NTT carries out basic research and development activities at three laboratory groups in a wide range of fields, including some of the most advanced ICT research in the world. In the interest of creating a “new world of communication brought about by sharing of contextualized knowledge” in a “broadband and ubiquitous society”, NTT is undertaking R&D to create new communication services and to foster foundational technologies that will realize communication networks to support these services. Moreover, NTT is also actively engaging in research on cutting-edge and basic technologies that look to the next decade. For more information, please visit http://www.ntt.co.jp/RD/e/organization/lab.html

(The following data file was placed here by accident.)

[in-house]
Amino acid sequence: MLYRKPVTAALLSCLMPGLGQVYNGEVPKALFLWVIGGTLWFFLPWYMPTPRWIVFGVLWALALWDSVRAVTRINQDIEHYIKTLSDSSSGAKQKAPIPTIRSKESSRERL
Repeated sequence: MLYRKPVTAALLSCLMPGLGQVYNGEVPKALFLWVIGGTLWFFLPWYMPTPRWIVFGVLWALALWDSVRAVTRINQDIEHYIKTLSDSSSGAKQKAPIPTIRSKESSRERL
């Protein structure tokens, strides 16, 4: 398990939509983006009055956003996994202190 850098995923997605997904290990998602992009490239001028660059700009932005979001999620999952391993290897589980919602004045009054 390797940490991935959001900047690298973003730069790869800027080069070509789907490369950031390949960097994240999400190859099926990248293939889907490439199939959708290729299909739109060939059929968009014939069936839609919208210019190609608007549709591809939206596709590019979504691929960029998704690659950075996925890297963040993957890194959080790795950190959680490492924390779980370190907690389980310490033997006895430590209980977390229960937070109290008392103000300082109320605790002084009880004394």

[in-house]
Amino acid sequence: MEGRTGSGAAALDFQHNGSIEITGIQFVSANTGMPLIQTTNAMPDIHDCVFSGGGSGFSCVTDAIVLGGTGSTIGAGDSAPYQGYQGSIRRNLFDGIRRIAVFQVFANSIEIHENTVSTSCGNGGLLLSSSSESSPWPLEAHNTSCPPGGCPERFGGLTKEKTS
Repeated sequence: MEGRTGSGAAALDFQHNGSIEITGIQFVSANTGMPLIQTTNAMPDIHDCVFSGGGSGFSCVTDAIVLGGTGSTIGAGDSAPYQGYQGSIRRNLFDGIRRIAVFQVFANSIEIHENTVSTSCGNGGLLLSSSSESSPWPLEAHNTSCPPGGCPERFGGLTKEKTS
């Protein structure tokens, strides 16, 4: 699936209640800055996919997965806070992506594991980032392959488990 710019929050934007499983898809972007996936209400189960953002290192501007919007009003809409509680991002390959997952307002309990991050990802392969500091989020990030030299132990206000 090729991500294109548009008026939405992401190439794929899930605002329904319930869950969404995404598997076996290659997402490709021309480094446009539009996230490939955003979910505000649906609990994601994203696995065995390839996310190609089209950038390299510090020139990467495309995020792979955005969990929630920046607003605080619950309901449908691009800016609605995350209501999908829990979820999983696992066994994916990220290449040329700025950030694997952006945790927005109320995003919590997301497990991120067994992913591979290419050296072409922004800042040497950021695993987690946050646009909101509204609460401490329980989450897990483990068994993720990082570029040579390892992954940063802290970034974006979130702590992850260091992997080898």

The Qatar Environment and Energy Research Institute (QEERI) is part of Hamad Bin Khalifa University, a member of Qatar Foundation for Education, Science and Community Development. As a national research institute, QEERI plays a leading role addressing the national Energy and Water Security Grand Challenges through Research and Development (R&D). Aligned with the Qatar National Vision 2030’s strategy of transforming the State into a diverse and sustainable knowledge-based economy, QEERI’s water R&D program is developing innovative technologies in water desalination and treatment; water quality and reuse; aquifer recharge; and climate change and atmospheric science. QEERI’s energy R&D focuses on Solar Photovoltaics (PV), energy storage and smart grids. For more information, please visit http://www.qeeri.org.qa/